Those of you who subscribe to my newsletter will know that I sent an email out yesterday about my new project Rise Forums. Do not worry if you are not currently a subscriber as I later decided to publish the newsletter as a post.
There are a huge number of blogging and marketing blogs out there. When it comes to email marketing and affiliate marketing, there is unfortunately not a lot of transparency about how things get done. I believe readers would get more from the blogs they read if the authors explained more about how they made money online (rather than just posing with cheques). So I thought it would be interesting to show you a snapshot of the email I sent yesterday to subscribers. This is not a complete walkthrough on how to use an email marketing service; it is simply a snapshot of the email I sent to subscribers yesterday. From the title of this post, you already know that the email blast was not successful. Let us look closer at why that is the case.
The email was sent to promote my new private discussion forum Rise Forums. My hope was that it would be well received by newsletter subscribers, however the number of click throughs was very disappointing; which is why I decided to publish the announcement as a post as well.
I have used many email marketing services in the past including Aweber, MailChimp and FeedBlitz. I am currently GetResponse and I am fairly happy with. It does have some bugs and there are some things I wish they would improve; however this could be said about all email marketing services.
My open rate for yesterday’s email was terrible. I normally get an open rate of around 24%. This has sometimes dropped down to around 20%, though to drop to just under 12% was a shock; particularly as this email blast was so important.
I need to take some of the blame for this. Firstly, the subject title of was not inviting enough. I could have done a lot better than “Connect With Me Today Through Rise Forums”. Secondly, I scheduled the email to go out at Monday at 7am. This was another mistake. Most people take the weekend off to relax and spend time with family and friends. Therefore, when they check their inbox in a Monday morning, they have a few days worth of emails to catch up on. This causes a larger percentage of emails to get deleted and sent right to the spam folder.
Out of the 1,884 sent emails, a whopping 1,700 subscribers did not even open the email to read it. This is not uncommon for email marketers, however as my normal open rate is more than twice as high, I was of course disappointed. Another large disappointment was the click rate. A quick check of my previous emails shows that I normally receive a click rate of between 5% and 10%. This email blast had a click rate of 1.17%.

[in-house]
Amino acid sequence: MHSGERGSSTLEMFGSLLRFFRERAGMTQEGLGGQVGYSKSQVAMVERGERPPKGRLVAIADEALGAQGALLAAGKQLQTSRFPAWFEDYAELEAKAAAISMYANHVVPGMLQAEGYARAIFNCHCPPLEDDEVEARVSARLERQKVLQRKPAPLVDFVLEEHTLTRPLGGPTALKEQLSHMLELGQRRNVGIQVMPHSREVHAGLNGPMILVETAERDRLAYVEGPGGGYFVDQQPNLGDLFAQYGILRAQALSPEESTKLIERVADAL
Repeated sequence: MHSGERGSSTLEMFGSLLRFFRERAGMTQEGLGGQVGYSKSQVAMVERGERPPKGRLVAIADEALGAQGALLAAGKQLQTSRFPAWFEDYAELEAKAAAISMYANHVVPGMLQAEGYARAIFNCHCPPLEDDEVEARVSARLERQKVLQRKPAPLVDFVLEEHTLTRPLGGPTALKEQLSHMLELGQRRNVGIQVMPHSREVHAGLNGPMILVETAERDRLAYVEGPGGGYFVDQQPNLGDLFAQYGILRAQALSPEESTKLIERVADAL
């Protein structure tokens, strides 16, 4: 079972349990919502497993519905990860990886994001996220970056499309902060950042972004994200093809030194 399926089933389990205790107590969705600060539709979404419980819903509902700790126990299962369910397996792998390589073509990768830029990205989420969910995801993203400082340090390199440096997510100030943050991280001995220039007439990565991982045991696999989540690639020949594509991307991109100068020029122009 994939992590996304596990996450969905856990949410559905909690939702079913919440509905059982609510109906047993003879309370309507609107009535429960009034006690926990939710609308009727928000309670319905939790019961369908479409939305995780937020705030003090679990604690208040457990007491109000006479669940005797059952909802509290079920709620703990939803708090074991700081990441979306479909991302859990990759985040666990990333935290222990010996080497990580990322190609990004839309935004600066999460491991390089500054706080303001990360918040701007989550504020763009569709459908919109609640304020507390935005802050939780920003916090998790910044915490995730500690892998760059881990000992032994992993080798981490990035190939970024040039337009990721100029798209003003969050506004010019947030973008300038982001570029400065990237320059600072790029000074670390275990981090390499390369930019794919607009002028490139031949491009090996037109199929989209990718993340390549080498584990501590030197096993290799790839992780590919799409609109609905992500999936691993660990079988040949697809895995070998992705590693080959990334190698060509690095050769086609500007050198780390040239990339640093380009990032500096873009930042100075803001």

A slightly lower click rate is to be expected. All of my previous products were books and were initially offered to subscribers free, therefore this was the first time that I emailed my subscribers about actually spending money. Email marketers know that there is a big difference having a list of buyers and a list of non-buyers. From a selling point of view, subscribers who never buy are (mostly) worthless. From a blogger’s point of view, I strongly believe that there is still value in having readers that are not willing or ready to click the buy button. Even a reader simply takes the time to leave a comment on one of my posts. That, to me, is valuable.
It is true that the power is in the list. Being able to contact people directly through email is a powerful tool. In order for me to drive more traffic to products and services I launch, it is clear that I need to increase the number of subscribers. 22 clicks from over 1,900 newsletter subscribers just does not cut it.
The email also caused six people to unsubscribe. This is nothing to be upset about. An unsubscribe rate of 0.32% is very low. Also, I do not believe that people unsubscribing is a bad thing. I do not want to email anyone that does not want to receive my emails. Why would I: They are not interested in anything I do. As someone that subscribes to newsletters too, I realise that people’s reading habits and their own situation changes. So seeing people unsubscribe after an email blast should not alarm you unless the rate is ridiculously high.
What does frustrate me is complaints. Everyone who subscribes to my email list has done so through their own choice. I did not add their name without their approval. They chose to receive emails from me and at the bottom of every email I send to them, there is a link for them to unsubscribe. So it is frustrating when someone chooses to complain instead and state that my email to them was not authorised. I do realise that this is part and parcel of email marketing; however it does annoy me profusely. Why do some people go out of their way to make a complaint about a newsletter they wanted to subscribe to?
It is obvious that I could have greatly increased my open rate by simply scheduling the email on a better day and time. That was a silly mistake on my part. I also believe that it is in my interests to clean my list in the future and remove those that have not opened my emails over the last few months. I’d love to show you all this in the future.
It is not all doom and gloom. I still have a loyal readership and I know that this was nothing but a small blip on my journey in developing this blog. Onwards and upwards people! 🙂
I hope you have enjoyed this brief look at yesterday’s email blast. If you have any questions regarding my email blast, please leave a comment.